rolade's blog

Why do you work? Are you happy in your job?

Worthiness of employment (job) and work “Que gagne-t-on en travaillant?” was one of the philosophy questions in last Monday’s Baccalaureate (high school diploma) French exam.

When I was in Australia, I often heard people whinging about neighbours and acquaintances who received unemployment benefits from the government but were too lazy to work (known as dole bludgers). Some people enjoy working but dislike their job. Working is not synonymous with employment (job). Work is any activity involving the use of effort to achieve a goal, such as to repaint the house or to earn money. A work may not be a job but a job requires working.

Job, e.g. teaching or bus driving, is specific referring to a particular employment. Repainting your house during your free time is work but not your job (employment), which can give you satisfaction and joy. Work can sometimes be un-enjoyable also that’s why we often describe it as the opposite of play, e.g. cleaning toilets at home.

Back to the French philosophy question: what do you gain by working? by having a job? I hope that our French high school graduating students, after 4 hours of writing about this topic under the watchful eyes of Education Departmental staff and detectors, acquired a more positive attitude and behavior towards work and employment in the midst of a bleak economic reality. What happened to our ‘Right to Work’ philosophy, “Just Wage for Fair Work” ethics and socially-responsible business model?

Love gone wild! mad!

“Love Gone Wild” (Experiences, causes, dealing with domestic violence) -- visit my website BRolade Societal Blog - Victims and perpetrators are anywhere in the world from all cultural, social, economic and professional situations, ages and sexual orientations.

“Don’t ring me at home. We have been staying in a shelter since Tuesday,” she said to me with watery eyes a fortnight ago. For over 30 minutes, I listened to her non-stop revelation of violence that led her and their teenage daughter to the police station at 2AM. Love gone wild? mad? I wasn’t completely shocked as I never heard him speak nicely of /to her -- only criticisms that range from her lack of intelligence to her humble beginning in Eastern Europe (a pattern/signal that is often ignored).

In France, 6 women-victims of domestic violence die every month. In the UK, a woman is killed every 3 days in this way; and in Germany 3 women every four days ( seen 20 June 2012) whilst US statistics average 3 women every day.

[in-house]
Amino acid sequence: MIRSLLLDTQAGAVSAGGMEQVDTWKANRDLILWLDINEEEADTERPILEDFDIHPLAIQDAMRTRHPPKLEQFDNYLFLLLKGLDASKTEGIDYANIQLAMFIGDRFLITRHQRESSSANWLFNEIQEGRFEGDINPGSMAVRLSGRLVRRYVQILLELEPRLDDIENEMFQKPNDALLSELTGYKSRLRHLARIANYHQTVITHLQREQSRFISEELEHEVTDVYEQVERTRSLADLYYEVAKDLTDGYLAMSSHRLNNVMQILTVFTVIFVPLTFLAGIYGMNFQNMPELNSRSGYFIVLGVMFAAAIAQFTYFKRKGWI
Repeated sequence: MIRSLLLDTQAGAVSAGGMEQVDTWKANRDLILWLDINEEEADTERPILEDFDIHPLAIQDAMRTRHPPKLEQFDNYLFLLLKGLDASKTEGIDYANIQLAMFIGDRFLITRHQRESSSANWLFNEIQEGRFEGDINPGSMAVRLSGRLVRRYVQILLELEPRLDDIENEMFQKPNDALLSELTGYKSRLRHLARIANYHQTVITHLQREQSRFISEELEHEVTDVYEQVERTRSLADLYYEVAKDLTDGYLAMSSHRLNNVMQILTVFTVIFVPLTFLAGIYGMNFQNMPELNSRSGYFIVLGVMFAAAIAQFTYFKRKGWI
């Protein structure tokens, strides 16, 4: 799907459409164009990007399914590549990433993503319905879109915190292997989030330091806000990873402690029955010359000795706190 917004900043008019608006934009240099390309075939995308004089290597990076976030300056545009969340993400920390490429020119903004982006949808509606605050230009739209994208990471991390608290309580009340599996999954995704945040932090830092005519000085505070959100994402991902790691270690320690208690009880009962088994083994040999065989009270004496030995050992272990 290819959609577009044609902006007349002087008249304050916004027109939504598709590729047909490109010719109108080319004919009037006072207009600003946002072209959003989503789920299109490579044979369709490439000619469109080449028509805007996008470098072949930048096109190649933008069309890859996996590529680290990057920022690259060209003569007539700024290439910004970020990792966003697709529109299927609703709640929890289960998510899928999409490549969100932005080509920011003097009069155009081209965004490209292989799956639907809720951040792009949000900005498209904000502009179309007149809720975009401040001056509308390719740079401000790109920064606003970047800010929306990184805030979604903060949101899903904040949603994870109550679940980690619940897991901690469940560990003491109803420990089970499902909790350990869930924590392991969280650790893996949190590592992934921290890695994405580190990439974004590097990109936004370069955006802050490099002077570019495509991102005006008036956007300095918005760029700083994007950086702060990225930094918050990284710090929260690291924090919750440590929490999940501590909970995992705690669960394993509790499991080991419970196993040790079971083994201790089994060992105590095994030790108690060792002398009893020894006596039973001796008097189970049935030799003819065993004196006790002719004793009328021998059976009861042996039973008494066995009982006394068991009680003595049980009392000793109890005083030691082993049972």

Education and Exams: Hidden Costs and Real Gains

Tutoring, coaching, visit to the psychologist, stress, anxiousness, tiredness, library, revision and study are among the frequently used words we’ve been hearing from our European students and their parents. Grades 4 & 5 (CM 1 & 2) pupils in France took the compulsory national evaluation in French and Maths early this week. High school graduating candidates in many European countries, e.g. Luxembourg, have started their end of the year exams. Likewise, university students in most EU countries are currently inundated with tests, exams and deadlines for essays and assignments.

Last year in France, a father lost his job for aiding his son cheat in the final senior high school Baccalaureate (le Bac)* math exam. The former French Education Minister Luc Chatel wanted prison sentences for those who leaked Bac math exam questions when in fact it’s the education system and examination process that should be reformed. What will the newly elected socialist government do about this?

*Bac is equivalent to A Levels in the UK and High School Diploma in most countries. In France, subjects are graded up to 20: a score of 16 and above is Highest Honour (in French "mention trés bien"); 14 – 15.99 High Honour ("mention bien"); 12 – 13.99 Honour ("mention assez bien"); Below 10 is failure - students either retake the exam or reorient their career to non-academic fields.

Election, Political Debates, Chess and Sports(hu)manship

It has been a week since France has elected its President and much has been said about this and the impact of the new government’s socialist policies locally and in Europe. I’m not going to use my crystal ball to find out which election promises are likely to be kept and not; like many in France, I now wait and see!